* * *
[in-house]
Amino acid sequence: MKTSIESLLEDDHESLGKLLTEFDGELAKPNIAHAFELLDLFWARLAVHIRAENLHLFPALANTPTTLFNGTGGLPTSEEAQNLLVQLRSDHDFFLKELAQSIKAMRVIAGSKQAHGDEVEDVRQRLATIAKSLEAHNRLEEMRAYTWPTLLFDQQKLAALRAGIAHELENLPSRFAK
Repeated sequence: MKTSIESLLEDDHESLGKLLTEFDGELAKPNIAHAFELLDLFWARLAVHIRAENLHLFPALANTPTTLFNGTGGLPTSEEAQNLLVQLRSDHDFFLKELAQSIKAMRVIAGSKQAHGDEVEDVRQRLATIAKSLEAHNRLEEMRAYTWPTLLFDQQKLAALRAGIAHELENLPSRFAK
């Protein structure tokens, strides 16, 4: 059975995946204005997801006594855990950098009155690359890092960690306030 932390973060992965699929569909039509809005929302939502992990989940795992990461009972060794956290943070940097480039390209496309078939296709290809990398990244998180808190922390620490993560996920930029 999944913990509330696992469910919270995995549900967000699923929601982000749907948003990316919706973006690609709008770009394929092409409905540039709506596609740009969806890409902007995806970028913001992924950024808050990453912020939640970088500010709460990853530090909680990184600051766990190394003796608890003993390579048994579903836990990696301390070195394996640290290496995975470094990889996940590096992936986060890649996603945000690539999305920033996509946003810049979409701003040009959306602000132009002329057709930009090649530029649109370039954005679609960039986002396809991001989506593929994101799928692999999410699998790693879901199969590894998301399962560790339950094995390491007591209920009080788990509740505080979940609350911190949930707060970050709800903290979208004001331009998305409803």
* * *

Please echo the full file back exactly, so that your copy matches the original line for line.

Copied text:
[in-house]
Amino acid sequence: MKTSIESLLEDDHESLGKLLTEFDGELAKPNIAHAFELLDLFWARLAVHIRAENLHLFPALANTPTTLFNGTGGLPTSEEAQNLLVQLRSDHDFFLKELAQSIKAMRVIAGSKQAHGDEVEDVRQRLATIAKSLEAHNRLEEMRAYTWPTLLFDQQKLAALRAGIAHELENLPSRFAK
Repeated sequence: MKTSIESLLEDDHESLGKLLTEFDGELAKPNIAHAFELLDLFWARLAVHIRAENLHLFPALANTPTTLFNGTGGLPTSEEAQNLLVQLRSDHDFFLKELAQSIKAMRVIAGSKQAHGDEVEDVRQRLATIAKSLEAHNRLEEMRAYTWPTLLFDQQKLAALRAGIAHELENLPSRFAK
């Protein structure tokens, strides 16, 4: 059975995946204005997801006594855990950098009155690359890092960690306030 932390973060992965699929569909039509809005929302939502992990989940795992990461009972060794956290943070940097480039390209496309078939296709290809990398990244998180808190922390620490993560996920930029 999944913990509330696992469910919270995995549900967000699923929601982000749907948003990316919706973006690609709008770009394929092409409905540039709506596609740009969806890409902007995806970028913001992924950024808050990453912020939640970088500010709460990853530090909680990184600051766990190394003796608890003993390579048994579903836990990696301390070195394996640290290496995975470094990889996940590096992936986060890649996603945000690539999305920033996509946003810049979409701003040009959306602000132009002329057709930009090649530029649109370039954005679609960039986002396809991001989506593929994101799928692999999410699998790693879901199969590894998301399962560790339950094995390491007591209920009080788990509740505080979940609350911190949930707060970050709800903290979208004001331009998305409803």